We should be prepared because if a spillage occurs, speed is of the essence. Even if the material which has been spilt is benign, the hazards it causes can multiply rapidly. Seepage could result in drains and watercourses becoming polluted. If the contamination affects a walkway or vehicle route, it can quickly spread to other areas, increasing the numbers impacted, the overall level of risk and the costs of cleaning up.
Being prepared is not about being overly cautious. It’s about being responsible, protecting people and protecting the environment. If you work only with non-hazardous materials, it’s still worth being prepared. After all, the banana in your lunchbox isn’t hazardous, but drop its skin and you’ve entered the danger zone.
Organisations that haven’t adequately considered their spill response, often compound the original problem. Imagine engine oil has leaked from a machine on the shop floor. The floor is slippery and with no effective cleaning materials to hand, the machine operator puts a piece of corrugated cardboard down to soak up some of the spillage while he completes the production run. The cardboard hangs around and becomes a trip hazard lying on top of a greasy surface.
Simple, effective solutions
Cleaning up after a spill or leak isn’t complicated providing you act swiftly and have the necessary equipment to hand. For example, we frequently recommend the use of absorbent granules to deal with spills, but we know that the granules can only do their job if they’re readily available. That’s why we also have special poly carts for storing the granules. Easy to manoeuvre, the carts are designed to carry a brush and shovel and have room for carrying a waste bag. Indoors or outdoors, they can be wheeled to the location of any spill, allowing it to be contained and speeding the clean-up.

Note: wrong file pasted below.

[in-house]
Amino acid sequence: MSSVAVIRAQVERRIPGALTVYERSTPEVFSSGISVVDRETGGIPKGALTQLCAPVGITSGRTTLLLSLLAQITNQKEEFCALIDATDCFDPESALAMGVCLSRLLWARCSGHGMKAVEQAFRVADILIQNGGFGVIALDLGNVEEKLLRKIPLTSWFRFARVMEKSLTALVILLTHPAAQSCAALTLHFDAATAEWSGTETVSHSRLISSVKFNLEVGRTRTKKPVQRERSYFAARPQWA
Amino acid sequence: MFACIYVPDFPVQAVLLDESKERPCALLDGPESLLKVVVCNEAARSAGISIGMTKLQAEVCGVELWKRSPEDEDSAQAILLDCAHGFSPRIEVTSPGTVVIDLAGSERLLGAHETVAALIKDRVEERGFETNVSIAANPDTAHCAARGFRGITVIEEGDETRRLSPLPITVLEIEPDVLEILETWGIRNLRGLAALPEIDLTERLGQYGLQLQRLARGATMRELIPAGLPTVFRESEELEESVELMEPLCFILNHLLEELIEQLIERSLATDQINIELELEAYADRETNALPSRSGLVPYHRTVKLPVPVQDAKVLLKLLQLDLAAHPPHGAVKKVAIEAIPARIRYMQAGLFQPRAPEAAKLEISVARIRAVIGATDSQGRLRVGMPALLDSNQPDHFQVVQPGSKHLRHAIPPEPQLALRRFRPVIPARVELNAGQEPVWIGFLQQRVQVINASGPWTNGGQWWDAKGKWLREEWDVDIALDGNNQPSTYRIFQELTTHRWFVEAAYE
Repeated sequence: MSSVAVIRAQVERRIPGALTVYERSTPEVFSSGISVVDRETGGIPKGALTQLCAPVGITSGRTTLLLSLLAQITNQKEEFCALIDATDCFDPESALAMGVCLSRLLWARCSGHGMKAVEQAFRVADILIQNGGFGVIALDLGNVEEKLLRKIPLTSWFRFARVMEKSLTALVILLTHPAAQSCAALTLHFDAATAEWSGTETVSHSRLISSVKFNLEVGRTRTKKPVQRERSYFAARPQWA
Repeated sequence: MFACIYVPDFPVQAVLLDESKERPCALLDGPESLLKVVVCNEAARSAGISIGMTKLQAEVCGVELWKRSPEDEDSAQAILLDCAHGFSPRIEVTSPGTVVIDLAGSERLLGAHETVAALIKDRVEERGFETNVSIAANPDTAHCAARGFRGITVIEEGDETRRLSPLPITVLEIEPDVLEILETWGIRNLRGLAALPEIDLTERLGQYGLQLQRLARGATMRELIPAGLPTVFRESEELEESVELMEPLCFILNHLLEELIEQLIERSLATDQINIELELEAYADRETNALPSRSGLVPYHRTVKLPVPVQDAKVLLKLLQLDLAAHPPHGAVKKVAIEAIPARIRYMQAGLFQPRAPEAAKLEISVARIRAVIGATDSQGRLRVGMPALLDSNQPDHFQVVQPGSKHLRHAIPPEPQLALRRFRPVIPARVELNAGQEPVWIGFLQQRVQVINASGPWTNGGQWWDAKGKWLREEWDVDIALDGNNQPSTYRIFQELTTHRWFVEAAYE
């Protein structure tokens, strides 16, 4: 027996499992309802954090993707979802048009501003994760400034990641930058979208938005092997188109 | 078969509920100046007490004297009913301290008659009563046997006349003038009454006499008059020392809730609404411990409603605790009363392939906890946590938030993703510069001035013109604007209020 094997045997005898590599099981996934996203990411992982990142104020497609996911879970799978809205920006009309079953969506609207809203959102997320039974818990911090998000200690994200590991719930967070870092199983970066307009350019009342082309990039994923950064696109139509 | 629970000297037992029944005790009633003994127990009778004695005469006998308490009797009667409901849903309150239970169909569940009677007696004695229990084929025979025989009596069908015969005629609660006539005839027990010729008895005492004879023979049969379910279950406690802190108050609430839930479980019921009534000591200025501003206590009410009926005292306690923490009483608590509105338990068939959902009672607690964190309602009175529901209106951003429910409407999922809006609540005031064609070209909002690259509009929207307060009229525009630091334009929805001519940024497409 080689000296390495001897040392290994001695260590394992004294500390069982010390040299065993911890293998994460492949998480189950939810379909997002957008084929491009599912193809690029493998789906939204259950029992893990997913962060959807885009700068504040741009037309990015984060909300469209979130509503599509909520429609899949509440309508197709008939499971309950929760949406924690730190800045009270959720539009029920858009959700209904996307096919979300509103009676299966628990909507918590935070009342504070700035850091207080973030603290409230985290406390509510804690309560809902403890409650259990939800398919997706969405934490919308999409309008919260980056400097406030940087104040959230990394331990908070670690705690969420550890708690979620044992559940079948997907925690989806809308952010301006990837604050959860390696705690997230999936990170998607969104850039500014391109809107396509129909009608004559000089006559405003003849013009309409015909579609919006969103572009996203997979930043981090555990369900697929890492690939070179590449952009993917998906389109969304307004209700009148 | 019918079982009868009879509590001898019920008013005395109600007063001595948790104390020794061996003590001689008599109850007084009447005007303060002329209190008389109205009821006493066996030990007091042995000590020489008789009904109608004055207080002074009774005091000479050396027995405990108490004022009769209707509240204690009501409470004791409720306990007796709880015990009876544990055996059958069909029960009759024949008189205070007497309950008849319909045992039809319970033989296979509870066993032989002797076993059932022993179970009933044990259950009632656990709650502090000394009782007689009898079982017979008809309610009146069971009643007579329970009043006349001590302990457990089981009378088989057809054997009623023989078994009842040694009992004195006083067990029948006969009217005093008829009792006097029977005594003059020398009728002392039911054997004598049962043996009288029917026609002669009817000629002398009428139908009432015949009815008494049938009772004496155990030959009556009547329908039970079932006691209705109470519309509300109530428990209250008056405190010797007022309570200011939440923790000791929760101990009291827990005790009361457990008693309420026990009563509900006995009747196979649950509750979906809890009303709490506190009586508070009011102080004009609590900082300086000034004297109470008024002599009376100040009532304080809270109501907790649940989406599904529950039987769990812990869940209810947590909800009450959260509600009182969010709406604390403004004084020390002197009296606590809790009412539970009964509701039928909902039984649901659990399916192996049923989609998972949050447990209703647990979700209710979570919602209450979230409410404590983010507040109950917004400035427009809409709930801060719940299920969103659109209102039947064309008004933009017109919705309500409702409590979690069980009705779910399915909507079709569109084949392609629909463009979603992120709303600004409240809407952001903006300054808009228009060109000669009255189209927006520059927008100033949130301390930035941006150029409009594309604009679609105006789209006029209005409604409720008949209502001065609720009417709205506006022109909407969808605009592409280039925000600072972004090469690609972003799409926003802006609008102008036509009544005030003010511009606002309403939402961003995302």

Poly carts are a very simple solution, but they’re very effective. Customers often tell us they’ve struggled for years, having sacks of absorbents on-site but stored in inaccessible places. Another problem that’s often cited is a reluctance to use clay-based absorbents in precision manufacturing sites. If only, these companies had asked for help earlier. We would have told them about Safesoak.
Safesoak is a wood-based absorbent granule supplied in 30-litre sacks. It’s lightweight, so it’s easy to handle. It soaks up twice the volume of more traditional clay materials and it works instantly. Crucially, there’s no clay dust to damage the plant or manufactured components. Another bonus is that once used, Safesoak granules can be incinerated, avoiding the need for contaminated clay to be landfilled.
When it comes to spills, you need to think about the wider consequences for individuals, their families and society as a whole. Indeed, some organisations hardly give a second thought to spill management until they’re faced with a serious issue.
A serious issue could be the spill that’s getting out of control or the injury that’s occurred when an employee encounters it. Both are avoidable. A bit of planning, the right tools for the task and some basic spill management knowhow could be all that’s needed to avert a crisis.
Alistair Simpson is managing director of Spillcraft. For more information, visit www.spillcraft.co.uk